Gair, Gair, Conason, Rubinowitz, Bloom, Hershenhorn, Steigman & Mackauf is a New York Plaintiff's personal injury law firm specializing in automobile accidents, construction accidents, medical malpractice, products liability, police misconduct and all types of New York personal injury litigation.
Published on:

De Blasio approves the National Transportation Safety Board recommendation that ” all 50 states make bike helmet use mandatory” infuriating street safety advocates

Bicycle HelmetWearing a helmet can reduce injuries in bicycle accidents however street safety advocates argue that making bicycle helmet use mandatory lead to a reduction of the number of people using bicycles and as an unintended consequence the streets would become less safe for cyclists.

On Wednesday mayor de Blasio told media that by recommending making bike helmet use mandatory in all 50 states, the National Transportation Safety Board (NTSFB) was “pushing us in the right direction”

However street safety advocates such as Transportation Alternatives as well as some of the NTSB staff  members argue that mandatory helmets lead to a reduction in the number of people using bikes and lead to the “unintended consequences” of city officials doing less to make cycling safe because they have less pressure.

The idea of making bike helmets mandatory came out of a last minute proposal by a NTSB board member

On Tuesday, the NTSB board members had a meeting during which analysts from their staff presented a report and recommendations on how to reduce injuries and deaths related to bicycle accidents.  While analysts agreed that helmets reduce the risk of traumatic and serious head injuries, they told the board that they were advising against making the use of a bike helmet mandatory because such a law would discourage people to use bicycles. Analysts mentioned the Netherlands as an example. The country which has one of the highest amount of cyclists in the world has also one of the lowest rates of bicycle accident fatalities. Bike helmet use is not mandatory in the Netherlands. The reason why the fatalities are so low is mostly because the government committed to build proper infrastructures to protect cyclists. Analysts also emphasized that reducing speed rather than worrying about cyclists behavior was the best way to reduce fatalities. After the presentation, one of the Board members, Jennifer Homedy, submitted a last minute additional recommendation to make bike helmets mandatory.  Members of the board then unanimously approved the set of recommendations presented by their staff as well as the additional recommendation by Jennifer Homedy. (see more in Street blog)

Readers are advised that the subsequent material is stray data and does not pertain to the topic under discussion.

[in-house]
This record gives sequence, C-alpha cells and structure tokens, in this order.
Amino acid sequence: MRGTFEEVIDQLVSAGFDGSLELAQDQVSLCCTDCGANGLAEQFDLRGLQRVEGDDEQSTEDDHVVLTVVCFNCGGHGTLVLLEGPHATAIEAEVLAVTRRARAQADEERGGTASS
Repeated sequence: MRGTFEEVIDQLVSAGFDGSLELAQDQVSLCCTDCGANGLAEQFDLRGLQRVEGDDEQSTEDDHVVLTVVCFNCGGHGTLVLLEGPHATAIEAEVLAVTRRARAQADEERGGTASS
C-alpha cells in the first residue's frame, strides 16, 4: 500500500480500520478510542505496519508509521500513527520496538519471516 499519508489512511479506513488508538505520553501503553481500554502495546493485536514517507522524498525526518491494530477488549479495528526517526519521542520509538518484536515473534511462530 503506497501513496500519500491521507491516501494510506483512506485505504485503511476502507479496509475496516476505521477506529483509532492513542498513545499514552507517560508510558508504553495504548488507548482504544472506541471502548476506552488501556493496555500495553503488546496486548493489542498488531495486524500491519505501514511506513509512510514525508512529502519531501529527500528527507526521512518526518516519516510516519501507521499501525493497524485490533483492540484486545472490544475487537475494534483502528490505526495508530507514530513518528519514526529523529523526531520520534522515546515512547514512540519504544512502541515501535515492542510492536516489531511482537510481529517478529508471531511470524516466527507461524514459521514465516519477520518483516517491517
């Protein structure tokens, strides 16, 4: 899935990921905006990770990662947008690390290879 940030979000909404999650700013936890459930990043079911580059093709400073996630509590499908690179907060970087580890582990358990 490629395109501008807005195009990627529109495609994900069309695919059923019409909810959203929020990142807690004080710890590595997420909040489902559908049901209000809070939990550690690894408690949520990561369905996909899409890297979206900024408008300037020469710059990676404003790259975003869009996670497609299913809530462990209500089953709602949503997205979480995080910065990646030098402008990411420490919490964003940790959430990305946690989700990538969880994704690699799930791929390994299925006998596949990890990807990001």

This additional recommendation was backed yesterday by Mayor de Blasio  upsetting street safety advocates. (See Transportation Alternatives statement)

Picture of a bike Helmet: courtesy of Wikipedia